By Daniela Barranco

Boyle Heights Beat

The last time Yadira Hernández had seen her eldest brother was in 2006.

Last December, they reunited, thanks to the U.S.-Mexico Foundation’s (USMF) “Dreamers Without Borders” program. Hernández, along with 89 other “dreamers,” returned to Mexico for a month-long stay that included attending seminars and meeting with civic and business leaders. Most importantly, for Hernández and other dreamers, the program provided a chance for her to reconnect with family in her hometown.

“I couldn’t believe it,” Hernández said. “It was like a dream after 11 years.”

“It was reconnecting with our roots,” said Alma, 27, another of the program’s participants. At her request, Boyle Heights Beat is using only her first name. She lives in Alhambra and works as a program coordinator downtown.

“We always wanted to feel what it means to be Mexican,” Alma said, “to actually have real memories of Mexico and what it looks like, how people in Mexico live, and what it takes to survive in Mexico.

“It was a very humbling experience to see the humble beginnings of my family. It brought me joy being able to see them, but it also brought me sadness that we left them. I understood better with my own eyes the reasons why my parents had to leave Mexico.” Dreamers Without Borders launched in 2015 and has served over 100 young people. The personal experiences of U.S.-Mexico Foundation CEO Rebeca Vargas inspired her to form the cultural exchange program. Vargas grew up in Mexico and came to the United States to attend graduate school at Tulane University. When she was young, she had the opportunity to travel to other countries through exchange programs and learned about their cultures and economic, and social realities.

Broadened horizons

“Those opportunities opened new horizons for me and taught me a lot of things,” Vargas said. “With that experience and background, I thought of doing this. My hope is that (dreamers will) become an important workforce in the U.S.”

Despite having been able to travel to their home country, the futures of Hernández and other dreamers is unclear because of the uncertainty surrounding President Donald Trump’s stance on the Deferred Action for Childhood Arrivals (DACA) program. In 2012, then-President Barack Obama issued an executive order that granted undocumented individuals who arrived in the United States before June 15, 2007 and before turning 16 the right to stay in the country to work and study. They are eligible to apply for a two-year renewable work permit, as well as protection from deportation. Some other conditions apply.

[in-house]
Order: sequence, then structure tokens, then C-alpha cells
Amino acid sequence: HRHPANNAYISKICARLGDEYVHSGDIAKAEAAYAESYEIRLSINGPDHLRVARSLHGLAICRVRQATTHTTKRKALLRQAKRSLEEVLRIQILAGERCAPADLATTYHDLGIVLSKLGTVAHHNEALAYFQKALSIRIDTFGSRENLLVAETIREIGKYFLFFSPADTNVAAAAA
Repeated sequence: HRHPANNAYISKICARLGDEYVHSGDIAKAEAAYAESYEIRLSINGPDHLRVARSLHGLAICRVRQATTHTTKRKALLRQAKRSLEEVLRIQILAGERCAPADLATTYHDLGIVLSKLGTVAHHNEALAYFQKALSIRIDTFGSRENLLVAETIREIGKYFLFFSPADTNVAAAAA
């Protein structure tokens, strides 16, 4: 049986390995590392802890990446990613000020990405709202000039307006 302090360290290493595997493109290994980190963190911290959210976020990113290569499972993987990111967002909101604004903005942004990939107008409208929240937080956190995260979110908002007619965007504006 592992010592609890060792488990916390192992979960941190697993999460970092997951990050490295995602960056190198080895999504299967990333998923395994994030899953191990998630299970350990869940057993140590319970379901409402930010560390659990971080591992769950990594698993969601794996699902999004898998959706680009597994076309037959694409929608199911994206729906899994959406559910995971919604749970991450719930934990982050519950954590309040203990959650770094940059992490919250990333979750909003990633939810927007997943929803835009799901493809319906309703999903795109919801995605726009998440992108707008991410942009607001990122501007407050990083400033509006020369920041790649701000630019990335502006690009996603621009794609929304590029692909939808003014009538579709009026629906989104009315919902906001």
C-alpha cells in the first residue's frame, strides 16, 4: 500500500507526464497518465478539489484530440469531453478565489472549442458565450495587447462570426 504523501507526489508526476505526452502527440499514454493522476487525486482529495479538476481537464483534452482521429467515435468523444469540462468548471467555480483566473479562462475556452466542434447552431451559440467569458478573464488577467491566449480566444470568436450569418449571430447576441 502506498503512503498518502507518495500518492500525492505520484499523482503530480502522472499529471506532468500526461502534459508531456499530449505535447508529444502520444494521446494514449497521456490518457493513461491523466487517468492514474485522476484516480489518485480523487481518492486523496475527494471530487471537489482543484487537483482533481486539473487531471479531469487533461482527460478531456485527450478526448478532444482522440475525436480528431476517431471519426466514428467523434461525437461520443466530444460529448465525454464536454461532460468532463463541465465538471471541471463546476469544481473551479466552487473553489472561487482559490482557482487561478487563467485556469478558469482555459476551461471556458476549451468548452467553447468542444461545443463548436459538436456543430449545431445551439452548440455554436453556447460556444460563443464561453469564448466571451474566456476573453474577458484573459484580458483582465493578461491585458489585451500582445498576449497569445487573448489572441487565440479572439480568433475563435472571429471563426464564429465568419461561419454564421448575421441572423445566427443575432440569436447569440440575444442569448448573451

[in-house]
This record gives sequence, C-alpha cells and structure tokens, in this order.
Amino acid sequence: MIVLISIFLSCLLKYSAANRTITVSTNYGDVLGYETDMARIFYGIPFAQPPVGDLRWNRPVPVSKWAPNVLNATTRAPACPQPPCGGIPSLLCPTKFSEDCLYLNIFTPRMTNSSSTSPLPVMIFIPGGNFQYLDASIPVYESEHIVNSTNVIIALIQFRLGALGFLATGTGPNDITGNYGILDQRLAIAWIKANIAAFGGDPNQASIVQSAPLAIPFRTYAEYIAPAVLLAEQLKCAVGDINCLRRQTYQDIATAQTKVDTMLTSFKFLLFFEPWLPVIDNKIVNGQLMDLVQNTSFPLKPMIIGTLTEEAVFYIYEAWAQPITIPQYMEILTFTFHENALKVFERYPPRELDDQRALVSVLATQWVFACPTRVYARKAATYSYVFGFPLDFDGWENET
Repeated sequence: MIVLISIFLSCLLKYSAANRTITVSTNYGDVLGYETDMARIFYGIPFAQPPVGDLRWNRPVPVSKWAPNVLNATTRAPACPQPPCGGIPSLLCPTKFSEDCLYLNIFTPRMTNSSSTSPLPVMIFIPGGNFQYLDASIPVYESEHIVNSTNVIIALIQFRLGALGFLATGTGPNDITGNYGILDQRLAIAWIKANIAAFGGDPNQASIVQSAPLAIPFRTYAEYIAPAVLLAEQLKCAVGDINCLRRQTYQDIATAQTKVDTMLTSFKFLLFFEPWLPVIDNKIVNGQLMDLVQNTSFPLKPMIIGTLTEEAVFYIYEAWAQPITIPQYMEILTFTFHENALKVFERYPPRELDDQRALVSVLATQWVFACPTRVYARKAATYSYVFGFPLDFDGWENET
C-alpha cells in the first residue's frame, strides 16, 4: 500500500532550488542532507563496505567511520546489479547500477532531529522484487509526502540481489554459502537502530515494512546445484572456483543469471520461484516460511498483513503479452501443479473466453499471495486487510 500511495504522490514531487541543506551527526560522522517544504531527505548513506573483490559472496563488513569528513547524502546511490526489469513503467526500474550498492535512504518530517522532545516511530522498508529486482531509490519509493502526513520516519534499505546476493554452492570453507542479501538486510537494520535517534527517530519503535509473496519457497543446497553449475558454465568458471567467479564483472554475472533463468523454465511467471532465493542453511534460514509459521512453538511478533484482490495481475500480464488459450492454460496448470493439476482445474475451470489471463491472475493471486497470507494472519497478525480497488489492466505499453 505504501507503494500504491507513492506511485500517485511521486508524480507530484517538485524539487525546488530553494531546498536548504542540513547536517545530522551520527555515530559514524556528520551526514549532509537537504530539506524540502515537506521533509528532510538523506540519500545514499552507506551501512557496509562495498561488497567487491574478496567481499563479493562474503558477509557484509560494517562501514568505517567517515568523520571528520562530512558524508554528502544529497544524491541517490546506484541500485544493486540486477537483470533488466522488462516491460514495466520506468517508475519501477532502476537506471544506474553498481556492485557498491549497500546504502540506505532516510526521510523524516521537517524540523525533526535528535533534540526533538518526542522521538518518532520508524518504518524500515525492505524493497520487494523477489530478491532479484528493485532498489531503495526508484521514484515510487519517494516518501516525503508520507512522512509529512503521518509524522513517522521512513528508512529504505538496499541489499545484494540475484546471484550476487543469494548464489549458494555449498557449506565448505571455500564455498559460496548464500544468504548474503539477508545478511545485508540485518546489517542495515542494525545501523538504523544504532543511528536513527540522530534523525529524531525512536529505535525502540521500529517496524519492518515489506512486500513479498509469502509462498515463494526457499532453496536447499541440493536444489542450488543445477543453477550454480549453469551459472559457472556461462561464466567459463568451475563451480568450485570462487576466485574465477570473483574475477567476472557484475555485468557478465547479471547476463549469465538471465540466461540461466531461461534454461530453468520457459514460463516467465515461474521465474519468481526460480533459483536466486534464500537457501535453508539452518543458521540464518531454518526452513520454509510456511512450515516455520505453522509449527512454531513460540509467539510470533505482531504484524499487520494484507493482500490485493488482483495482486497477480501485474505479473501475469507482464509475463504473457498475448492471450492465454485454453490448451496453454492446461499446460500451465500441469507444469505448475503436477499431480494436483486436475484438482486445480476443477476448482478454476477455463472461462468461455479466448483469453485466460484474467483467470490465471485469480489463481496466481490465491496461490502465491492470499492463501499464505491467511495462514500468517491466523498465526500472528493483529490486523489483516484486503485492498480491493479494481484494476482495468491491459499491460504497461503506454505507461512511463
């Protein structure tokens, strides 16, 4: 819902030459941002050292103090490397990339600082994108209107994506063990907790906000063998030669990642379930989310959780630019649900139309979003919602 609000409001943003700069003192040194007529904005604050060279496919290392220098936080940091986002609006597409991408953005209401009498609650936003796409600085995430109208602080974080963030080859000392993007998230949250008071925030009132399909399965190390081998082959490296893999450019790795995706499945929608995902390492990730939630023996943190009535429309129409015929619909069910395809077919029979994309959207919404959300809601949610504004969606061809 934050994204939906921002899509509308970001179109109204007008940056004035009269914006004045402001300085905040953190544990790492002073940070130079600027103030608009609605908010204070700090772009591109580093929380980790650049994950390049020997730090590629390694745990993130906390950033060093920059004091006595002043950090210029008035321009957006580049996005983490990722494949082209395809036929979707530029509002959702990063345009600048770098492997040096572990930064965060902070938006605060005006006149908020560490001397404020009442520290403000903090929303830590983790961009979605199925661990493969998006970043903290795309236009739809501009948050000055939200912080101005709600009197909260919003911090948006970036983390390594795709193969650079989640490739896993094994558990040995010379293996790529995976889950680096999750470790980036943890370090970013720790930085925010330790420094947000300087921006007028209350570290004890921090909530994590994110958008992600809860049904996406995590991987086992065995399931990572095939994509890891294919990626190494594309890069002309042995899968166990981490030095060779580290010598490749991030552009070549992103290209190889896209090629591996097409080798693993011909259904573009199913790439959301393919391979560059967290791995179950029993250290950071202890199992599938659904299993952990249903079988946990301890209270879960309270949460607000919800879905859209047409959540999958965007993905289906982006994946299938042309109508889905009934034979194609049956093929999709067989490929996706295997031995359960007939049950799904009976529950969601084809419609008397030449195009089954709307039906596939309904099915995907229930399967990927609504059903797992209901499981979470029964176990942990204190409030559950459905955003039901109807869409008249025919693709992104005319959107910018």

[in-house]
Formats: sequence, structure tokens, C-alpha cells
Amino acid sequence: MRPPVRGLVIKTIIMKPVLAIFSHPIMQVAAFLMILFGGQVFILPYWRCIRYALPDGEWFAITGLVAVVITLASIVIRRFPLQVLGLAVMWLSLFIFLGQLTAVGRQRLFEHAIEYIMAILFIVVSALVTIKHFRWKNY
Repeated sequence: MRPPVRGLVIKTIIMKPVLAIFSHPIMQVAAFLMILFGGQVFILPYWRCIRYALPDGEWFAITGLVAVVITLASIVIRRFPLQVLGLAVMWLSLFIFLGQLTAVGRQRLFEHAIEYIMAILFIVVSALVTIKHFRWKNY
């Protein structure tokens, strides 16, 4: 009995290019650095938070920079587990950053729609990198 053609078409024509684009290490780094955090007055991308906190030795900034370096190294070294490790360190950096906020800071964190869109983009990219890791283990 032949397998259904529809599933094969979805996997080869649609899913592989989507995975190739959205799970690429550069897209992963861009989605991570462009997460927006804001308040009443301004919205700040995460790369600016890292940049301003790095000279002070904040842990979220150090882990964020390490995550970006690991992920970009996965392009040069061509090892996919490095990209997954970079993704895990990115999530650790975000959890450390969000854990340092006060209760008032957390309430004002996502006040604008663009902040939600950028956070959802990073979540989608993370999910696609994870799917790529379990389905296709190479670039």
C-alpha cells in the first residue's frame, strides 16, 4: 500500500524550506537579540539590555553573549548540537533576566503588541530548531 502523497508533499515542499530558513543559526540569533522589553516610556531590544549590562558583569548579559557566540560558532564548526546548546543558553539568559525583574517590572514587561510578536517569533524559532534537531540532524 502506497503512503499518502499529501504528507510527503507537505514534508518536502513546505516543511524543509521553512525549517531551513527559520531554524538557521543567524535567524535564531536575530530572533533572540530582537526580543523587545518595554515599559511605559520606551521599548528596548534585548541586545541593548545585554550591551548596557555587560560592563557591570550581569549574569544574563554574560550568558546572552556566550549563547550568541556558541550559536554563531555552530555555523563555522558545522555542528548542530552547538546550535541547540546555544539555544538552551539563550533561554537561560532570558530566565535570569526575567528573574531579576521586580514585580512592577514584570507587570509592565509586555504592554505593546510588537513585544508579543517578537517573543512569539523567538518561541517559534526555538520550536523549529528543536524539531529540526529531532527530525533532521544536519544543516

During a White House press conference in February, Trump discussed two Department of Homeland Security memos that stated that his administration’s expanded immigration enforcement would not affect DACA. According to the memos, however, any undocumented individual convicted of a crime can be detained and subjected to deportation proceedings.

“To me, it’s one of the most difficult subjects I have, because you have these incredible kids, in many cases, not in all cases,” Trump said during the press conference. “In some of the cases, they’re having DACA, and they’re gang members, and they’re drug dealers, too. But you have some absolutely incredible kids, I would say mostly, they were brought here in such a way — it’s a very, very tough subject. We are going to deal with DACA with heart.”

If DACA gets revoked, Vargas said the cultural exchange program would remain intact. However, instead of reaching out only to dreamers, it would provide the same opportunity to Mexican Americans who have just received permanent residence status or those who were born in the United States and haven’t visited Mexico.

Shared interests

“Regardless of the current rhetoric, we share our border, we share our community, we share our geography, we share economies,” she said. “The more we get to know each other, the better for both countries.”During their stay in Mexico City, program participants attended press conferences, met with government officials and mentored students from Tecnológico de Monterrey who are studying English.

“They wanted to hear what we thought about some of the issues that were important to us about our program and (what) our goals (were) to explore this mentorship program,” Alma said.

Hernández was 15 when she came to the United States from Puebla with her parents and three siblings.

“At the beginning, I didn’t want to come here. I was afraid to leave my friends and start a new life all over again,” the 26-year-old said.

They settled in Lynwood, where her family still lives. She attended East Los Angeles College and UCLA, where she graduated in 2015 with a bachelor’s degree in sociology. Hernandez plans on applying to law schools in the fall. She volunteers to help inform undocumented students about their rights.

In her hometown, Hernández bonded with her 30-year-old brother, who stayed in Mexico to continue his studies in architecture. They immediately went out to eat tacos and cemitas poblanas – a sandwich covered with sesame seeds that is a regional specialty in Puebla.

“It was exciting to reconnect with him,” she said. “Spending time with him was one of the first things I really wanted to do.”

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Boyle Heights Beat

Boyle Heights Beat is a bilingual community newspaper produced by its youth "por y para la comunidad". The newspaper and its sister website serve an immigrant neighborhood in East Los Angeles of just under...

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